I usually do not care about these sorts of PR advertorial releases about contrived standards being, amazingly, once again surpassed but there is that fact in there nattering away at me:
With production at 13,235,917 barrels in 2012, craft brewers reached 6.5 percent volume of the total U.S. beer market, up from 5.7 percent the previous year. Additionally, craft dollar share of the total U.S. beer market reached 10.2 percent in 2012, as retail dollar value from craft brewers was estimated at $10.2 billion, up from $8.7 billion in 2011.
The thing I see is that volumes moved are up a little over 14% while the dollar value is up 17.25%. Which is 3.25% more. Inflation in 2012 ran at 2.1% meaning that after inflation - including average inflation of mark up - there was 1.15% more post-expense revenue for US craft brewers. Is that right? I know there are those who argue that brewers lose money year after year and that they brew for the passion and their love of you personally and all that... and that, yes, they are really more like elves than people... but on average they pay their way so that after last year's revenue and adjusting for that 2.1% inflation there was 1.15% extra at the end of 2012. 1.15% of $10.2 billion is $1,173,000,000. [Warning: obvious math error... obvious math error.] That is good.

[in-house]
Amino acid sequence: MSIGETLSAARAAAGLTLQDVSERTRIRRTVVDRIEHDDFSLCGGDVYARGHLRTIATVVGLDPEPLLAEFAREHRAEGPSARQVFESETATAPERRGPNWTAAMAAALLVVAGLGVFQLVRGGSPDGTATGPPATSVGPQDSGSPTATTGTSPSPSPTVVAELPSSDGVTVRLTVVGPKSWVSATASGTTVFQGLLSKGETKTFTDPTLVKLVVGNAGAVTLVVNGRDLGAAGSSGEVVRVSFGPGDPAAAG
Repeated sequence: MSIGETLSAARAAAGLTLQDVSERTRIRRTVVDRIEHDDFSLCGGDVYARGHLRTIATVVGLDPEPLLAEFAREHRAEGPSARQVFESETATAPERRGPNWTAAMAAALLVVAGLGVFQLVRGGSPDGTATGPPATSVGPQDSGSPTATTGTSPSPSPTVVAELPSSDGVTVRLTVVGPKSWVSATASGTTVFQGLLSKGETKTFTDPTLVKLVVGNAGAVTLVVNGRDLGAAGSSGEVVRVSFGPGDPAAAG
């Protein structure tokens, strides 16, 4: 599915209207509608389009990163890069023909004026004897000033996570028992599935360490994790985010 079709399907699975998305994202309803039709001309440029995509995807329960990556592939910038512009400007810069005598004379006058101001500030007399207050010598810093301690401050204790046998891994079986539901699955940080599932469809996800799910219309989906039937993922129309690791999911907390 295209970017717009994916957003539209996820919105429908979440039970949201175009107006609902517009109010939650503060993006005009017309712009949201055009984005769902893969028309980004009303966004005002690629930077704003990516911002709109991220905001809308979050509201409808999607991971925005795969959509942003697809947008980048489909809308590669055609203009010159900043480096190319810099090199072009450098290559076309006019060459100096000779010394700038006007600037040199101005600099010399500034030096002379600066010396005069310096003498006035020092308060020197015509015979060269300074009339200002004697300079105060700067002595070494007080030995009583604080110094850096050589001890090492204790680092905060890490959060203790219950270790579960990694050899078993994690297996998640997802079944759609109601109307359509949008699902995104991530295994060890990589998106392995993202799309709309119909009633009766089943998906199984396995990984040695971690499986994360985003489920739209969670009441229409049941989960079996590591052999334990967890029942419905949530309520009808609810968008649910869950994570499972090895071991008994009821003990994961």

In 2011 production increased by 1.3 million barrels or 12.78% to 11,468,152 barrels. The 2011 sales for US craft beer was $8.7 billion up from $7.6 billion in 2010 for a 14.5% increase. The difference between barrel increases over sales increases was 1.72% but there was 3.2% inflation in 2011 meaning the increases covered only a bit more than half of inflation. Hmmm. Not so good.
I have no clue if these figures mean anything. But I see them year after year and figure they must stand for something. Any help you may offer would be gratefully appreciated. First one to allege apples and oranges wins a prize.